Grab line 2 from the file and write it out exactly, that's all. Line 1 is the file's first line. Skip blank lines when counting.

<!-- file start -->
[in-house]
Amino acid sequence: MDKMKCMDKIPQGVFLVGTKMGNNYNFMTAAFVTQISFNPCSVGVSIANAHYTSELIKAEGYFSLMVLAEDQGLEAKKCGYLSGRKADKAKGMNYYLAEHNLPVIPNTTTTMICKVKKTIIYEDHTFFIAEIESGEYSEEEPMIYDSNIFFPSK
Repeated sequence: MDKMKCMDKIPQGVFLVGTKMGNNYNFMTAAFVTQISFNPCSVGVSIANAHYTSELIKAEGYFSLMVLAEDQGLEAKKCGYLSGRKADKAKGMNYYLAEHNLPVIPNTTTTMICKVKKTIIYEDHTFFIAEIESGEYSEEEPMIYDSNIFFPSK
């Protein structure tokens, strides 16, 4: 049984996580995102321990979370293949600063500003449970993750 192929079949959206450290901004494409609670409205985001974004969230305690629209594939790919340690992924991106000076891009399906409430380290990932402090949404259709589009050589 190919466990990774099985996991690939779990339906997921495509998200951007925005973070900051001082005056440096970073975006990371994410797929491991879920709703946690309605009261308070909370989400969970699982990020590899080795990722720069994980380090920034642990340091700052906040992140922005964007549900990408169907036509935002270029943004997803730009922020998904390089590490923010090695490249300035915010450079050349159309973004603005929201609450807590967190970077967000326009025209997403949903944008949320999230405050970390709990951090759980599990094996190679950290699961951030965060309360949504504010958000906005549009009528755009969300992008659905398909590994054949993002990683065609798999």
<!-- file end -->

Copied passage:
Amino acid sequence: MDKMKCMDKIPQGVFLVGTKMGNNYNFMTAAFVTQISFNPCSVGVSIANAHYTSELIKAEGYFSLMVLAEDQGLEAKKCGYLSGRKADKAKGMNYYLAEHNLPVIPNTTTTMICKVKKTIIYEDHTFFIAEIESGEYSEEEPMIYDSNIFFPSK